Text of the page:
works, the sense, virtues, and noble wisdom

of my century. And indeed I saw kingdoms,

duchies and empires, from Morocco to Cathay,

from the Pole to the Nile, and Boston to Goa,

rushing in fierce competition on the track

of soul’s Happiness: seizing her by her

streaming hair, or at least by the tail

of her boa. Seeing all this and reflecting

deeply on the huge spread-out pages,

I was ashamed of my grave, long-standing

error, and indeed ashamed of myself.

 

Oh, Gino, the thread of the Fates is spinning

a golden age today. Every newspaper

born of so many languages and columns,

promises it to the world from every shore,

simultaneously. Universal love, railways,

the multiplicity of commerce, steam,

the printing press, and cholera unite,

the widely scattered peoples and climates:

it’s no real wonder if oaks and pines

exude milk and honey, or dance

to the sound of a waltz. So has the

power of alembics and retorts increased,

of machines that challenge the heavens,

and so it will increase in the ages

that follow: the seed of Shem, Ham,

and Japheth flies, and will fly,

to greater and greater things forever.

 

True, the earth won’t live on acorns,

unless hunger forces it to: nor end

the use of iron. But often it will

scorn silver and gold, content

with paper money. Nor will

the generous race hold back its hand

from blood, the blood of its own: Europe

indeed, and the far side of the Atlantic

the fresh nurse of true community,

will be full of strife, whenever this crowd

of brothers take the field against each other,

for pepper, or cinnamon, or some

other fatal spice, or for sugar canes,

or anything else they can turn to gold.

Courage and virtue, faith and modesty,

love of justice, will always,

in whatever political system, be wholly

and utterly alien, wholly unhappy,

oppressed, defeated: since nature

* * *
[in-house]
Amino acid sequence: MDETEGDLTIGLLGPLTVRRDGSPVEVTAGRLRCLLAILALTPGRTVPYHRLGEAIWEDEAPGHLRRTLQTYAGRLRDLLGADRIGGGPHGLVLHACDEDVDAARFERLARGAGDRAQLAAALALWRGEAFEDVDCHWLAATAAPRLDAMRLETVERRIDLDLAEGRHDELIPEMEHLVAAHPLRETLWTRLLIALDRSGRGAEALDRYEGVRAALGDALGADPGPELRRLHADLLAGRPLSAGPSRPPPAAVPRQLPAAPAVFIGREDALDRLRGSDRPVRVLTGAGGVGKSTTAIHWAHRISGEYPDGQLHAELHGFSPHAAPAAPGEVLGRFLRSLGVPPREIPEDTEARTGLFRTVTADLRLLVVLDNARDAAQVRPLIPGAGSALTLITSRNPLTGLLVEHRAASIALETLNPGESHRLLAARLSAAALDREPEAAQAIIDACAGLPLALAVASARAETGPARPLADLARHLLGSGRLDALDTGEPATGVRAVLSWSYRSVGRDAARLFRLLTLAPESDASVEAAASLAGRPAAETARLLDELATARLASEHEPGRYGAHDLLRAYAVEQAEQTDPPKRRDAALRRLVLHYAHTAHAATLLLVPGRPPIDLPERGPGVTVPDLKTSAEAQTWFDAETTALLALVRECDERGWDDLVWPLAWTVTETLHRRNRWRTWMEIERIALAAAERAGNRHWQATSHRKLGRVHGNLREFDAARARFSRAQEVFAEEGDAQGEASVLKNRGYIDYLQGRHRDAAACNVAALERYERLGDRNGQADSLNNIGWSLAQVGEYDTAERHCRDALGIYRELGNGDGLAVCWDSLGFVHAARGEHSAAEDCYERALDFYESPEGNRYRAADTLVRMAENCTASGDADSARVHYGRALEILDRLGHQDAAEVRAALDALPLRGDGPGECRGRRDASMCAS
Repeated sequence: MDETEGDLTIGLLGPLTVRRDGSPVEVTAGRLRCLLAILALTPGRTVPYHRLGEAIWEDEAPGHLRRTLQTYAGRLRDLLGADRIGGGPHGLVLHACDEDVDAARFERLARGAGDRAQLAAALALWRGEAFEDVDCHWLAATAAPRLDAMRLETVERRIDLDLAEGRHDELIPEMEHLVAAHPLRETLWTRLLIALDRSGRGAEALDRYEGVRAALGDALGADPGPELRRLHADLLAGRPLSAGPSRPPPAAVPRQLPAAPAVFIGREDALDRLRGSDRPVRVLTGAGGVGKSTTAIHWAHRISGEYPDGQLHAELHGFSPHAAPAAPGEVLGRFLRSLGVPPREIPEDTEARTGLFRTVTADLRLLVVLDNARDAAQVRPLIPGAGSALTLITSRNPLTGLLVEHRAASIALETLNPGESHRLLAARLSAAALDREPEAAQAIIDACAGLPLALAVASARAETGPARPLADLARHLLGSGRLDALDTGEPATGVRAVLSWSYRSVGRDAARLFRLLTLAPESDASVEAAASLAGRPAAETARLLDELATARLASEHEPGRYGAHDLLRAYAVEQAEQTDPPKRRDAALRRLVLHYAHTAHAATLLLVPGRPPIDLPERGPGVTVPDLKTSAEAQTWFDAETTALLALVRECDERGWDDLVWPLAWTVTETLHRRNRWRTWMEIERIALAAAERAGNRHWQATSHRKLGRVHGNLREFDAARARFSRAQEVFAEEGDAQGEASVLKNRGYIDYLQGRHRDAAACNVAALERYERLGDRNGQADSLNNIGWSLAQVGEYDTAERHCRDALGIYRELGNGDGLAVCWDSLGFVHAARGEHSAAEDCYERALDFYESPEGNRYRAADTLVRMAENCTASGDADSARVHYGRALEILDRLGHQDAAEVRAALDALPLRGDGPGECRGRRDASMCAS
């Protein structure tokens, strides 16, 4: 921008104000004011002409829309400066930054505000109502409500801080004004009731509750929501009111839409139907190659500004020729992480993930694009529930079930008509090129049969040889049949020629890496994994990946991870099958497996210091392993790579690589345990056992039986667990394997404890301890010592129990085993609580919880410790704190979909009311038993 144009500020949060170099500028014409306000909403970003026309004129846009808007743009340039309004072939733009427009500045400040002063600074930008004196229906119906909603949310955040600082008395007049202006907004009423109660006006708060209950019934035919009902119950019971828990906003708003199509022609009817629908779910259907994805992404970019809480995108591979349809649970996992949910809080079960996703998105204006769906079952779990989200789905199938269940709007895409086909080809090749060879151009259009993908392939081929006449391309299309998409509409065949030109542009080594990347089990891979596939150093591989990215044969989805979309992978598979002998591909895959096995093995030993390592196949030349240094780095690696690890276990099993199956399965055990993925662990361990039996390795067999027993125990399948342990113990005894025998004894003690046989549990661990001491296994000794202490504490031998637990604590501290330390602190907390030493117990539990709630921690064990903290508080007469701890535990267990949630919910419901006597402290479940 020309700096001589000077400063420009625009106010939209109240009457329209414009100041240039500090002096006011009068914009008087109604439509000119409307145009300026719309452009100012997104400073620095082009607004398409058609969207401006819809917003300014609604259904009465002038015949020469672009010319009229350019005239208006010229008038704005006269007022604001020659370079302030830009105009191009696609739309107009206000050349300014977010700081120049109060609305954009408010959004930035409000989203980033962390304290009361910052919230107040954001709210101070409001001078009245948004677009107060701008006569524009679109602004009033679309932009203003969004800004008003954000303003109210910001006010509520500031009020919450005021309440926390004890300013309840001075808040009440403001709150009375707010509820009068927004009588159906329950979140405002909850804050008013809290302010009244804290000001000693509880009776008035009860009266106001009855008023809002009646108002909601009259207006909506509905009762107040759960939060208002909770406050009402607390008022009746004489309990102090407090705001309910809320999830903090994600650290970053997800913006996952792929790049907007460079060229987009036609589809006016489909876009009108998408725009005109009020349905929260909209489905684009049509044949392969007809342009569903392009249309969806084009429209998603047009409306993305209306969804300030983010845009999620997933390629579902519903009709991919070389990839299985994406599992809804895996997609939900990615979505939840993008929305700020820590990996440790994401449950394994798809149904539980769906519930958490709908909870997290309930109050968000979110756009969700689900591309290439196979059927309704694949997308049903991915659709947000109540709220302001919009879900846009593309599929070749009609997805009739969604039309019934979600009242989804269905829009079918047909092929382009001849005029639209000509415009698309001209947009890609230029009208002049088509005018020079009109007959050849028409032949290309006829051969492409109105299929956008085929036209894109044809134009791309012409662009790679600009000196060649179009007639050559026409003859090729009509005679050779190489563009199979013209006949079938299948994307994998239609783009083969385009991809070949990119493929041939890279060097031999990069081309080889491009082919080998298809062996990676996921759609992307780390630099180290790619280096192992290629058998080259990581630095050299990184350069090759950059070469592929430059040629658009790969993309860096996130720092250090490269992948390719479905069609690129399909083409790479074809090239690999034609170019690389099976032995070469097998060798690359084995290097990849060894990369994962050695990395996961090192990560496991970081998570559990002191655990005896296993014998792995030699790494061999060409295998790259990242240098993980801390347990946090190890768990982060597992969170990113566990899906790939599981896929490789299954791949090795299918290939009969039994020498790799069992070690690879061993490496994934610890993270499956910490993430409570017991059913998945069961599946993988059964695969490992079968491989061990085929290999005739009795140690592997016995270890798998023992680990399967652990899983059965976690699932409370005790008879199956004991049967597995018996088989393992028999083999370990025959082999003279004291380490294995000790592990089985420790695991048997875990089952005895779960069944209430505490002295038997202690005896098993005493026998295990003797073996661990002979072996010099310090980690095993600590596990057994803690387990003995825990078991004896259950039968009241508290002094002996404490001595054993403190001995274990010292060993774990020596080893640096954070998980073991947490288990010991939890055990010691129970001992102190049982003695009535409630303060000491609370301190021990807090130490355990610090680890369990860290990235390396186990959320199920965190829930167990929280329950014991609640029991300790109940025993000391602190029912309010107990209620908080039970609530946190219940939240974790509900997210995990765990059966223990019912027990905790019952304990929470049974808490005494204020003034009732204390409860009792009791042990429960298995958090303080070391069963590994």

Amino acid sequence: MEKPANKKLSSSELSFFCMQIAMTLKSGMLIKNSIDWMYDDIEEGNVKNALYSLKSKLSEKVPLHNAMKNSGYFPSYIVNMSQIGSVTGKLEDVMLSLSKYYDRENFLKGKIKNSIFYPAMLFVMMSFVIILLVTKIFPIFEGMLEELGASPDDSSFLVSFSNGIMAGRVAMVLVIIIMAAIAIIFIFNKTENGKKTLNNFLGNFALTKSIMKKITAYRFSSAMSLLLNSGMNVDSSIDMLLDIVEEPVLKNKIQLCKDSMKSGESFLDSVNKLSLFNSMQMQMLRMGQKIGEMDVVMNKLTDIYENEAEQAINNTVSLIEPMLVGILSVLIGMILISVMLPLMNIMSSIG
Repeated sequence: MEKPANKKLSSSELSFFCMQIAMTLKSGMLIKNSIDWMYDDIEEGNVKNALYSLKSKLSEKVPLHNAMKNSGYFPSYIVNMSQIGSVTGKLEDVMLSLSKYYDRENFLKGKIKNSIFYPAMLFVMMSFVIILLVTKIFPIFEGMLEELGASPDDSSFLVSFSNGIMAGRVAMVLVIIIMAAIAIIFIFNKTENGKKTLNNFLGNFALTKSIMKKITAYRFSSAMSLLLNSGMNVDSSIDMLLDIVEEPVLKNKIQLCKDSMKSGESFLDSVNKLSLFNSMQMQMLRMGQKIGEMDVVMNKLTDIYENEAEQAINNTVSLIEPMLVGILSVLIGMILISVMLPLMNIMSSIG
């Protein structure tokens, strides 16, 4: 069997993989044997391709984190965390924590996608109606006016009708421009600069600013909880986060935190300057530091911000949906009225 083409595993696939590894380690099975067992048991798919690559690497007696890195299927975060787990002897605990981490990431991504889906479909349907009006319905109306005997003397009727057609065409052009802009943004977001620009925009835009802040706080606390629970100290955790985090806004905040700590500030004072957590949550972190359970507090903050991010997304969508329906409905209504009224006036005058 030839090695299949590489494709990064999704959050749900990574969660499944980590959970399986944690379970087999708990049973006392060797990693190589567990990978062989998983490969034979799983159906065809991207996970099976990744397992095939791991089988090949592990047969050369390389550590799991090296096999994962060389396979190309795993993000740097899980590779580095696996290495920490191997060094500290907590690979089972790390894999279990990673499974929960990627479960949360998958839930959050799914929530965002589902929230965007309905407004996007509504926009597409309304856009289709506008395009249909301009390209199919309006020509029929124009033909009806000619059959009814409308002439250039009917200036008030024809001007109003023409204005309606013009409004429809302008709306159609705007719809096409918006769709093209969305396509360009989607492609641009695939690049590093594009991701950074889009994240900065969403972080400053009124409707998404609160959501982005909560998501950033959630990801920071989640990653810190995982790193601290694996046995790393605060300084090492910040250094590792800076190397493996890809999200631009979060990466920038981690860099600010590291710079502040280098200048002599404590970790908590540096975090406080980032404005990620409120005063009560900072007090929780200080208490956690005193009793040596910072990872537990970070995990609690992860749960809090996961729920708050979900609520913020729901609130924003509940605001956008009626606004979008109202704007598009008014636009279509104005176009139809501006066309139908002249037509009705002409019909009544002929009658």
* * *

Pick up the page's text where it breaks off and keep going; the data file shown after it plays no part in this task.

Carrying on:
has always placed them down below,

in every age. Bold impudence,

deceit, and mediocrity will always rule,

fated to rise to the surface. Authority and power,

concentrated or devolved, however you wish,

will be abused by those who have it,

in whatever name. Nature and fate

engraved this primal law in adamant:

and Volta and Davy can’t cancel it

with electricity, nor England with all

her machines, nor this new century

with all its river of political tracts.

The good will always grieve, the bad

rejoice in mockery: the world will always

take up arms against noble spirits,

forever. Slander, envy and hate will pursue

true honour: the weak will feed the strong,

the indigent beggar must cultivate and serve

the rich, whatever the form

of communal order, however near

or far the equator or pole, eternally,

unless the day arrives when our race

no longer knows its home or daylight.

 

These slight remains and traces

of past ages must still impress

themselves on this age of gold:

since the human race has a thousand

conflicting, discordant parts and principles,

in its nature: and human intellect and power

has never served to make peace

our of hatred, from the day our glorious

race was born, and never will,

however wise or potent our century’s

newspapers or treaties. Yet human happiness

will be found in weightier things, wholesome,

not seen before. Our clothes

of wool or silk will become softer

day by day. Farmers and craftsmen

hastening to throw off rough garments,

will hide their coarse skin in cotton,

and clothe their backs in beaver-furs.

Carpets, blankets, chairs, settees,

stools and dining tables, beds and other

kinds of furnishings will be more usable,

or at least easier on the eye, adorning

apartments with this month’s beauty:

the wondrous kitchen will be ablaze

with new forms of pots and pans.

Journeys or rather flights will be

swifter than anyone dare imagine,

Paris to Calais, and London: London